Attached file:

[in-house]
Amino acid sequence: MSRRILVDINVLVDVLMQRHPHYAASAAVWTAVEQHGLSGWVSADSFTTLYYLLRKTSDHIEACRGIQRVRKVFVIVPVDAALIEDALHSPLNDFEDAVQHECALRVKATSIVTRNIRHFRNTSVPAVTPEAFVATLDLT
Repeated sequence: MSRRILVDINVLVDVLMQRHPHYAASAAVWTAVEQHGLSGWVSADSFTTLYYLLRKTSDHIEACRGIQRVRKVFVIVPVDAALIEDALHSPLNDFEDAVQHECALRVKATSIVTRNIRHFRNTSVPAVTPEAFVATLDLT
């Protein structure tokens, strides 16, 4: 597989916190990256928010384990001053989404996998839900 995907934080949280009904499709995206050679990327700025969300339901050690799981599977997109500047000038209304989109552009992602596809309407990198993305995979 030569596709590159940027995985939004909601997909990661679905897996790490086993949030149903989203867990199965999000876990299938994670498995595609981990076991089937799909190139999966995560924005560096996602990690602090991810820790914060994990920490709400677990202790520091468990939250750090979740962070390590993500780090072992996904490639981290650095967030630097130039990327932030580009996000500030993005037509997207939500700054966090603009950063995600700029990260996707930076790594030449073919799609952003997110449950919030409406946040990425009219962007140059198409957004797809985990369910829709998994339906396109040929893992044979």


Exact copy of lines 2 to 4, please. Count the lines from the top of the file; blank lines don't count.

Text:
Amino acid sequence: MSRRILVDINVLVDVLMQRHPHYAASAAVWTAVEQHGLSGWVSADSFTTLYYLLRKTSDHIEACRGIQRVRKVFVIVPVDAALIEDALHSPLNDFEDAVQHECALRVKATSIVTRNIRHFRNTSVPAVTPEAFVATLDLT
Repeated sequence: MSRRILVDINVLVDVLMQRHPHYAASAAVWTAVEQHGLSGWVSADSFTTLYYLLRKTSDHIEACRGIQRVRKVFVIVPVDAALIEDALHSPLNDFEDAVQHECALRVKATSIVTRNIRHFRNTSVPAVTPEAFVATLDLT
């Protein structure tokens, strides 16, 4: 597989916190990256928010384990001053989404996998839900 995907934080949280009904499709995206050679990327700025969300339901050690799981599977997109500047000038209304989109552009992602596809309407990198993305995979 030569596709590159940027995985939004909601997909990661679905897996790490086993949030149903989203867990199965999000876990299938994670498995595609981990076991089937799909190139999966995560924005560096996602990690602090991810820790914060994990920490709400677990202790520091468990939250750090979740962070390590993500780090072992996904490639981290650095967030630097130039990327932030580009996000500030993005037509997207939500700054966090603009950063995600700029990260996707930076790594030449073919799609952003997110449950919030409406946040990425009219962007140059198409957004797809985990369910829709998994339906396109040929893992044979």